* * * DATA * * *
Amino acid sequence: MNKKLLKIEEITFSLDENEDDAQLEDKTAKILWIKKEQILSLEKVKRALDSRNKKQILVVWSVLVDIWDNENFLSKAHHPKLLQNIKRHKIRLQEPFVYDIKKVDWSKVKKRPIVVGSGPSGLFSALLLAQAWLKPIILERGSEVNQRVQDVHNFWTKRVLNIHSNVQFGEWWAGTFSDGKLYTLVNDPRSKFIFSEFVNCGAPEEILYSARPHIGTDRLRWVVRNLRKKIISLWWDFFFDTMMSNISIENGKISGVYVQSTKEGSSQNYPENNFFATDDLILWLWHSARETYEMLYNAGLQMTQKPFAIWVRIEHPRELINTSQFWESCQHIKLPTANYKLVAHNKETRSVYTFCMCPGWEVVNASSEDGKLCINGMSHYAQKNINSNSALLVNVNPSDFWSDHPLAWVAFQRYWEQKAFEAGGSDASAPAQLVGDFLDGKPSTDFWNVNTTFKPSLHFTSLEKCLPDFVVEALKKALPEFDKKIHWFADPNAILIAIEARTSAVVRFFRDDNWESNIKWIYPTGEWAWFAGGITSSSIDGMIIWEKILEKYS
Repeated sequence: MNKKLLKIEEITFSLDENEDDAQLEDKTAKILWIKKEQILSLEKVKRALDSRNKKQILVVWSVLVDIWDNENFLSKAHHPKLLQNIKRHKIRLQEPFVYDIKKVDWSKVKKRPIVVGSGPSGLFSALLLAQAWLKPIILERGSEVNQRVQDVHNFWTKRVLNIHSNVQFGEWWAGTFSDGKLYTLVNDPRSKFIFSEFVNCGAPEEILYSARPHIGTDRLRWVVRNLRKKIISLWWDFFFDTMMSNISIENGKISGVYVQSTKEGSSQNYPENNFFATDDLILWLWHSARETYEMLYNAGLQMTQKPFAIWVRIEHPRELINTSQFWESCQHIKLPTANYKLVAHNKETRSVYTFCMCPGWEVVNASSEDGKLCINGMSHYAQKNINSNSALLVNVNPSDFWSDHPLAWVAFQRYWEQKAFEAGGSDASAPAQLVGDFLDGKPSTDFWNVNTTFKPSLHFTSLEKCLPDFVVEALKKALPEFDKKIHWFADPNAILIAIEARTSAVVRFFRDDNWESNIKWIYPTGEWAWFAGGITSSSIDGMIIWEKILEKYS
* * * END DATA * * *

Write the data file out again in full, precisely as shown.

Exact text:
Amino acid sequence: MNKKLLKIEEITFSLDENEDDAQLEDKTAKILWIKKEQILSLEKVKRALDSRNKKQILVVWSVLVDIWDNENFLSKAHHPKLLQNIKRHKIRLQEPFVYDIKKVDWSKVKKRPIVVGSGPSGLFSALLLAQAWLKPIILERGSEVNQRVQDVHNFWTKRVLNIHSNVQFGEWWAGTFSDGKLYTLVNDPRSKFIFSEFVNCGAPEEILYSARPHIGTDRLRWVVRNLRKKIISLWWDFFFDTMMSNISIENGKISGVYVQSTKEGSSQNYPENNFFATDDLILWLWHSARETYEMLYNAGLQMTQKPFAIWVRIEHPRELINTSQFWESCQHIKLPTANYKLVAHNKETRSVYTFCMCPGWEVVNASSEDGKLCINGMSHYAQKNINSNSALLVNVNPSDFWSDHPLAWVAFQRYWEQKAFEAGGSDASAPAQLVGDFLDGKPSTDFWNVNTTFKPSLHFTSLEKCLPDFVVEALKKALPEFDKKIHWFADPNAILIAIEARTSAVVRFFRDDNWESNIKWIYPTGEWAWFAGGITSSSIDGMIIWEKILEKYS
Repeated sequence: MNKKLLKIEEITFSLDENEDDAQLEDKTAKILWIKKEQILSLEKVKRALDSRNKKQILVVWSVLVDIWDNENFLSKAHHPKLLQNIKRHKIRLQEPFVYDIKKVDWSKVKKRPIVVGSGPSGLFSALLLAQAWLKPIILERGSEVNQRVQDVHNFWTKRVLNIHSNVQFGEWWAGTFSDGKLYTLVNDPRSKFIFSEFVNCGAPEEILYSARPHIGTDRLRWVVRNLRKKIISLWWDFFFDTMMSNISIENGKISGVYVQSTKEGSSQNYPENNFFATDDLILWLWHSARETYEMLYNAGLQMTQKPFAIWVRIEHPRELINTSQFWESCQHIKLPTANYKLVAHNKETRSVYTFCMCPGWEVVNASSEDGKLCINGMSHYAQKNINSNSALLVNVNPSDFWSDHPLAWVAFQRYWEQKAFEAGGSDASAPAQLVGDFLDGKPSTDFWNVNTTFKPSLHFTSLEKCLPDFVVEALKKALPEFDKKIHWFADPNAILIAIEARTSAVVRFFRDDNWESNIKWIYPTGEWAWFAGGITSSSIDGMIIWEKILEKYS